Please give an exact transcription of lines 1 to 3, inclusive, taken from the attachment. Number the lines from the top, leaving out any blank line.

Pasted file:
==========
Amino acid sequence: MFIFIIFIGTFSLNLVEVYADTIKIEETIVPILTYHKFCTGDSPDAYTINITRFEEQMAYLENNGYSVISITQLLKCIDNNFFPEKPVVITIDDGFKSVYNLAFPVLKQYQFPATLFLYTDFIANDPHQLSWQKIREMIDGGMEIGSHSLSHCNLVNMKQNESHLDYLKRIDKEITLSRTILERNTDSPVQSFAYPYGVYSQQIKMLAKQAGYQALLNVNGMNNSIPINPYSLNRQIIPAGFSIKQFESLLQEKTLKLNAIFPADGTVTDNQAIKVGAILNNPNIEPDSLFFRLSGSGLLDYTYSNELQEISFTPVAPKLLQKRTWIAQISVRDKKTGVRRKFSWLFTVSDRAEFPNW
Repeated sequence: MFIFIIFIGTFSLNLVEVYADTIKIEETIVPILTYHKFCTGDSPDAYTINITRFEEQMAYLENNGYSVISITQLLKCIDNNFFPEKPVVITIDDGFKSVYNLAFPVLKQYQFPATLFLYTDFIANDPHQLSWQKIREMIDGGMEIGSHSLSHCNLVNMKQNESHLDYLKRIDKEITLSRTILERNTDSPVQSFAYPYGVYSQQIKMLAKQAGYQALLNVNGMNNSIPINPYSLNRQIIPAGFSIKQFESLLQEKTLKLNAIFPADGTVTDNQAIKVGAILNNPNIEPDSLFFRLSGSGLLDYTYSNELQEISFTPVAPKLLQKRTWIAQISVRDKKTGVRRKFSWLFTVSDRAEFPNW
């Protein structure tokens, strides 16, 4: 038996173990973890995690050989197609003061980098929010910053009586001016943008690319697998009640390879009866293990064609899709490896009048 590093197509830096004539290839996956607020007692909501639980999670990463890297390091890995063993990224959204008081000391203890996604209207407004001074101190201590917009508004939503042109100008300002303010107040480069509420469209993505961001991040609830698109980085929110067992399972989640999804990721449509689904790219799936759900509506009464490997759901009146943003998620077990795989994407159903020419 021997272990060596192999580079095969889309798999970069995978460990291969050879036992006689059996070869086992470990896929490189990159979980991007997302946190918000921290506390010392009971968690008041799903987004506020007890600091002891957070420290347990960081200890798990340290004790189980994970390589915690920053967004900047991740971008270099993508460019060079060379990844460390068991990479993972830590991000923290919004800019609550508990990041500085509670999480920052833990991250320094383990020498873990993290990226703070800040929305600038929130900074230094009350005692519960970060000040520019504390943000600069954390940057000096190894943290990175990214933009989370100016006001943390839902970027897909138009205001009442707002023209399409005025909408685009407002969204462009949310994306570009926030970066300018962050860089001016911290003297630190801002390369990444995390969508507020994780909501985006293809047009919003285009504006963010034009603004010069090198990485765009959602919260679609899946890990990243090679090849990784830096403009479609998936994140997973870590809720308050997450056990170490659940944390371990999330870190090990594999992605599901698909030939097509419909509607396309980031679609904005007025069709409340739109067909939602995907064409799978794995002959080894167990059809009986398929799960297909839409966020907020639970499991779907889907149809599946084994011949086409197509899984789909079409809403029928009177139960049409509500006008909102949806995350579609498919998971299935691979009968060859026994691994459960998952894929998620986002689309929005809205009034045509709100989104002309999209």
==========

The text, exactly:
Amino acid sequence: MFIFIIFIGTFSLNLVEVYADTIKIEETIVPILTYHKFCTGDSPDAYTINITRFEEQMAYLENNGYSVISITQLLKCIDNNFFPEKPVVITIDDGFKSVYNLAFPVLKQYQFPATLFLYTDFIANDPHQLSWQKIREMIDGGMEIGSHSLSHCNLVNMKQNESHLDYLKRIDKEITLSRTILERNTDSPVQSFAYPYGVYSQQIKMLAKQAGYQALLNVNGMNNSIPINPYSLNRQIIPAGFSIKQFESLLQEKTLKLNAIFPADGTVTDNQAIKVGAILNNPNIEPDSLFFRLSGSGLLDYTYSNELQEISFTPVAPKLLQKRTWIAQISVRDKKTGVRRKFSWLFTVSDRAEFPNW
Repeated sequence: MFIFIIFIGTFSLNLVEVYADTIKIEETIVPILTYHKFCTGDSPDAYTINITRFEEQMAYLENNGYSVISITQLLKCIDNNFFPEKPVVITIDDGFKSVYNLAFPVLKQYQFPATLFLYTDFIANDPHQLSWQKIREMIDGGMEIGSHSLSHCNLVNMKQNESHLDYLKRIDKEITLSRTILERNTDSPVQSFAYPYGVYSQQIKMLAKQAGYQALLNVNGMNNSIPINPYSLNRQIIPAGFSIKQFESLLQEKTLKLNAIFPADGTVTDNQAIKVGAILNNPNIEPDSLFFRLSGSGLLDYTYSNELQEISFTPVAPKLLQKRTWIAQISVRDKKTGVRRKFSWLFTVSDRAEFPNW
């Protein structure tokens, strides 16, 4: 038996173990973890995690050989197609003061980098929010910053009586001016943008690319697998009640390879009866293990064609899709490896009048 590093197509830096004539290839996956607020007692909501639980999670990463890297390091890995063993990224959204008081000391203890996604209207407004001074101190201590917009508004939503042109100008300002303010107040480069509420469209993505961001991040609830698109980085929110067992399972989640999804990721449509689904790219799936759900509506009464490997759901009146943003998620077990795989994407159903020419 021997272990060596192999580079095969889309798999970069995978460990291969050879036992006689059996070869086992470990896929490189990159979980991007997302946190918000921290506390010392009971968690008041799903987004506020007890600091002891957070420290347990960081200890798990340290004790189980994970390589915690920053967004900047991740971008270099993508460019060079060379990844460390068991990479993972830590991000923290919004800019609550508990990041500085509670999480920052833990991250320094383990020498873990993290990226703070800040929305600038929130900074230094009350005692519960970060000040520019504390943000600069954390940057000096190894943290990175990214933009989370100016006001943390839902970027897909138009205001009442707002023209399409005025909408685009407002969204462009949310994306570009926030970066300018962050860089001016911290003297630190801002390369990444995390969508507020994780909501985006293809047009919003285009504006963010034009603004010069090198990485765009959602919260679609899946890990990243090679090849990784830096403009479609998936994140997973870590809720308050997450056990170490659940944390371990999330870190090990594999992605599901698909030939097509419909509607396309980031679609904005007025069709409340739109067909939602995907064409799978794995002959080894167990059809009986398929799960297909839409966020907020639970499991779907889907149809599946084994011949086409197509899984789909079409809403029928009177139960049409509500006008909102949806995350579609498919998971299935691979009968060859026994691994459960998952894929998620986002689309929005809205009034045509709100989104002309999209």